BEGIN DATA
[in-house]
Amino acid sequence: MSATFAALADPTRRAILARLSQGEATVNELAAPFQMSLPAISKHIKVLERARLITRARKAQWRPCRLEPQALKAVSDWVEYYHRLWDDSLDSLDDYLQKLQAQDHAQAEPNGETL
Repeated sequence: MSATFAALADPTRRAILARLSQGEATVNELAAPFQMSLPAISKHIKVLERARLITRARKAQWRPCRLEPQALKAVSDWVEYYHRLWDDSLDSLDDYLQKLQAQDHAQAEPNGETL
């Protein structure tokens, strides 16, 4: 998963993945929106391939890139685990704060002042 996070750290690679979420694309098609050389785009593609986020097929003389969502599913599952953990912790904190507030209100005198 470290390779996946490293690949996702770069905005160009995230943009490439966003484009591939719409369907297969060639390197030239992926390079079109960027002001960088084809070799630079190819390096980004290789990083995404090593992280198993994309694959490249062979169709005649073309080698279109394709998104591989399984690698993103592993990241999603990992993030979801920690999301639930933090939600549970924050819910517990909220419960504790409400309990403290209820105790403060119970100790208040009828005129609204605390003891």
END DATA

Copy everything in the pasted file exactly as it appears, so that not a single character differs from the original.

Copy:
[in-house]
Amino acid sequence: MSATFAALADPTRRAILARLSQGEATVNELAAPFQMSLPAISKHIKVLERARLITRARKAQWRPCRLEPQALKAVSDWVEYYHRLWDDSLDSLDDYLQKLQAQDHAQAEPNGETL
Repeated sequence: MSATFAALADPTRRAILARLSQGEATVNELAAPFQMSLPAISKHIKVLERARLITRARKAQWRPCRLEPQALKAVSDWVEYYHRLWDDSLDSLDDYLQKLQAQDHAQAEPNGETL
């Protein structure tokens, strides 16, 4: 998963993945929106391939890139685990704060002042 996070750290690679979420694309098609050389785009593609986020097929003389969502599913599952953990912790904190507030209100005198 470290390779996946490293690949996702770069905005160009995230943009490439966003484009591939719409369907297969060639390197030239992926390079079109960027002001960088084809070799630079190819390096980004290789990083995404090593992280198993994309694959490249062979169709005649073309080698279109394709998104591989399984690698993103592993990241999603990992993030979801920690999301639930933090939600549970924050819910517990909220419960504790409400309990403290209820105790403060119970100790208040009828005129609204605390003891």